A probate hearing Friday in the estate of Dan Gaub, who is suspected of perpetrating a Ponzi scheme, included lots of fireworks but few answers.
Hundreds of investors, many of them members of Yakima’s evangelical Stone Church, have filed claims totaling more than $40 million against Gaub’s estate ever since the self-described “living legend” in foreign currency trading was killed at age 53 in a motorcycle crash last May.
The estate is believed to be deeply insolvent, and resolution of the case has proven difficult so far due to the ongoing nature of a criminal investigation by the FBI. Among the more than 250 claimants so far is Gaub’s own father, evangelist Ken Gaub.
Against that backdrop, lawyers representing Gaub’s estate and his widow, Dawndee, sparred repeatedly Friday with a litigious investor and purported associate of Gaub named Jack Baugher.
Before the Yakima County Superior Court were several motions filed by Baugher, including a claim to a piece of property in Benton County that Baugher says is valued at $700,000 and belongs to him.
Benton County Superior Court Judge Vic L. Vanderschoor, who was asked to handle the probate case after all eight Yakima County Superior Court judges recused themselves due to conflicts of interest, reserved ruling pending further developments.
Baugher is representing himself, leading to several somewhat heated exchanges with the estate’s attorneys and several warnings by Vanderschoor, who nevertheless declined to award attorneys fees sought by the estate’s attorneys against Baugher.
Baugher was particularly outspoken about fees being charged by attorneys in the case and in his belief that Dawndee Gaub, serving in the capacity of personal representative to the estate, was involved in her husband’s investment activity.
“She’s part of this scam,” Baugher insisted over the protestations of estate attorney Sean Flynn.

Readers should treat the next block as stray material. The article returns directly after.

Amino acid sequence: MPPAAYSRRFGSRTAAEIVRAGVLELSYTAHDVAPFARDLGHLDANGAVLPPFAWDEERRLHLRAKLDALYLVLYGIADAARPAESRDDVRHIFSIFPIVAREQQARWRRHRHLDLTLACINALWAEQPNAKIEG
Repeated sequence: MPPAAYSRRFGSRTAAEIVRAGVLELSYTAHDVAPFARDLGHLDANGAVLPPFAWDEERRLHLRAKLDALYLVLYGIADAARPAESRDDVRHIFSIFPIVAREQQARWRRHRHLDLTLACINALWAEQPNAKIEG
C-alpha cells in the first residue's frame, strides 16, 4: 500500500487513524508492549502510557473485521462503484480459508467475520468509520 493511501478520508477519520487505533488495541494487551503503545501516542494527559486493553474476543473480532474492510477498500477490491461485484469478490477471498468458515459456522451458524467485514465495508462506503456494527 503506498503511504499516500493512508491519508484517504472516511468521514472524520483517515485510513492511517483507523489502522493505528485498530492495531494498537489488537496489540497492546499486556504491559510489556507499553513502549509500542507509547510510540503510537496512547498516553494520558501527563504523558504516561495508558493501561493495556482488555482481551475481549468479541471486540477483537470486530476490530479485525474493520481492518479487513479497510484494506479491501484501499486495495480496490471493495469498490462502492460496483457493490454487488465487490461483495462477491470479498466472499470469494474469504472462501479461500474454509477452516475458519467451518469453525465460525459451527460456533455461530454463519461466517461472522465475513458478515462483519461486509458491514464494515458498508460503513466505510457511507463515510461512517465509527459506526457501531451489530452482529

“Objection, your honor, objection,” Flynn said, adding, “My client hasn’t been convicted of fraud.”
“She hasn’t even been charged,” noted the judge. He declined to remove her as personal representative.
At another point, Vanderschoor also admonished Baugher for filing motions and declarations that, in the judge’s view, are ratcheting up the legal expenses in the probate case.
“Basically you’re shooting yourself in the foot,” he told Baugher.
The sparring over Dan Gaub’s alleged fraudulent activity underscored the problematic nature of the probate case, which has been hampered by a parallel FBI criminal investigation.
It has also been complicated by several lawsuits filed by Baugher against the Gaub family, including Ken Gaub and his business, Ken Gaub Ministries. The family, through their attorney J.J. Sandlin, has countersued for defamation and harassment.
According to records in U.S. District Court, the FBI got involved shortly after Gaub’s death in the belief that he had been operating a Ponzi scheme, also known as a pyramid scheme. The manner of his death — accident or suicide — was not established conclusively by the State Patrol despite a lengthy investigation.
FBI agents seized most if not all of the Gaubs’ assets, including several expensive cars, motorcycles and a 70-foot yacht in Seattle called “4CURRENTSEA,” a pun on Dan Gaub’s professed business dealings in forex trading.
In January, federal prosecutors in court filings described the FBI’s investigation as completed. The current status of the case, however, remains unclear, as is the status of assets and legal records that are necessary to resolve the probate case.
Lawyers in the probate case say they are under the impression a federal grand jury in either Yakima or Spokane has been meeting with regard to the alleged investment fraud. Such proceedings are secret.
At the end of the hearing Friday, Vanderschoor made it clear he was unhappy with what is typically sedate probate proceedings and, in the future, would not handle the related litigation that has sprung up.
At the end of the hearing Friday, Vanderschoor made it clear he was unhappy with the proceedings, which in most probate cases are more sedate, and that in the future he would not handle the related litigation that has sprung up.
Even so, he ruled on several motions related to some of Baugher’s litigation, declining a change of venue and limiting interrogatories by Baugher to 40 questions.
Afterwards, attorneys in the case, including Patrick Vane, one of the Gaub estate’s attorneys, expressed frustration with the ongoing but unknown status of the criminal investigation by federal authorities.
Said Vane, “It’s a moving target.”
• Chris Bristol can be reached at 509-577-7748 or firstname.lastname@example.org. Follow him on Twitter at twitter.com/ChrisJBristol.